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New molecules found in research, low-cost OLEDs are expected in the future

Issuing time:2019-12-18

     Researchers at Harvard University have designed more than 1,000 blue light molecules that can significantly improve the display efficiency of OLED TVs, smartphones, and tablets when used in OLEDs.

     Researchers such as Harvard University use machine learning methods to screen blue light OLED molecules that may be used. It is expected that low-cost OLEDs will be realized in the future.

     OLED screens use light-emitting organic molecules that emit light when current is passed through them. Unlike common liquid crystals, OLED screens do not require a backlight device, which means that OLED display devices are thin and flexible, as simple as a plastic sheet. Each pixel on the OLED display can be turned on and off independently, greatly improving screen color contrast and energy efficiency. In high-end consumer products, OLEDs are gradually replacing LCDs, but the low stability of OLEDs and insufficient blue light materials have also caused OLEDs to lose competitiveness in large-scale displays such as televisions.

     A multi-disciplinary team of Harvard researchers working with MIT and Samsung to develop a large-scale, computer-controlled screening process, which they call "Molecular Space Shuttle," adding chemical processes and machine learning at the R & D stage Cheminformatics to quickly find new OLED molecules that meet or exceed industry standards.

     Professor Alán Aspuru-Guzik of the Department of Chemical Biology said: "It is generally believed that the atoms of OLEDs are limited to a very small area of molecular space. Researchers' expertise we have found a significant portion of high-efficiency blue OLED raw materials. "

The biggest challenge is to produce cost-effective blue OLEDs.

    Like liquid crystal technology, OLEDs use green, red, and blue subpixels to make the colors visible to the naked eye on all screens. But it has always been difficult to produce OLEDs that emit blue light. In order to improve efficiency, OLED manufacturers have produced organometallic complex molecules, which use noble metals such as iridium for conversion to strengthen the molecules with phosphorescence.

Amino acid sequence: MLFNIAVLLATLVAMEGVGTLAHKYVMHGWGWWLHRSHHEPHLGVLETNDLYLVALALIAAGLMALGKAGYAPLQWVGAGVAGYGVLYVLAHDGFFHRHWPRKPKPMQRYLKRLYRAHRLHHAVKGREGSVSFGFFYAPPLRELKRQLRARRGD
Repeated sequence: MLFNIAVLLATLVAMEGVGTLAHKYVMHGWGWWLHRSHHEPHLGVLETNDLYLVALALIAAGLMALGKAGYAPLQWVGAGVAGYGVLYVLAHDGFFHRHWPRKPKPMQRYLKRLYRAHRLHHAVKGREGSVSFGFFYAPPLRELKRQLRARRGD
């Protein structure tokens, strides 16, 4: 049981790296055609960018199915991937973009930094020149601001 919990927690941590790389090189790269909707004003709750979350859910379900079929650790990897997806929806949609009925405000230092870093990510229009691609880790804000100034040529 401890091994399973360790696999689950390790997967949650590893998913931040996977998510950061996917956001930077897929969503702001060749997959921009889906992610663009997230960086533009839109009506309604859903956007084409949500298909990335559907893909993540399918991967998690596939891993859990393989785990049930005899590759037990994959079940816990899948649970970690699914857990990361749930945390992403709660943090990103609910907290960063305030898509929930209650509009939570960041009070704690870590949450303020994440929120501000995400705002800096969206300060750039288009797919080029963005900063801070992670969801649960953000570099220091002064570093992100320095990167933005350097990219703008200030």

This production is expensive and still fails to achieve a stable OLED blue light effect.

    SpAspuru-Guzik and his team are looking for alternatives to these organometallic complex systems, hoping to achieve the complete use of organic molecules only.

    The research team started by creating a molecular database of more than 1.6 billion years ago, and gradually narrowed its scope. The Harvard John Paulson School of Engineering and Applied Science research team led by Ryan Adams, an assistant professor in the Department of Information Engineering, has developed a new machine learning algorithm that can predict which molecules may produce useful results and prioritize These molecules are tested. This initiative drastically reduces the computational cost of research.

     This method of screening atoms can not only be applied to OLEDs.

     Professor Aspuru-Guzil said: "This research is just a relay point in order to stimulate more high-order organic atoms to be used in flow batteries, solar cells, organic lasers and more. The design of accelerated molecular dynamics The future development is exciting. "

    This research was sponsored by Samsung Advanced Technology Research Institute.

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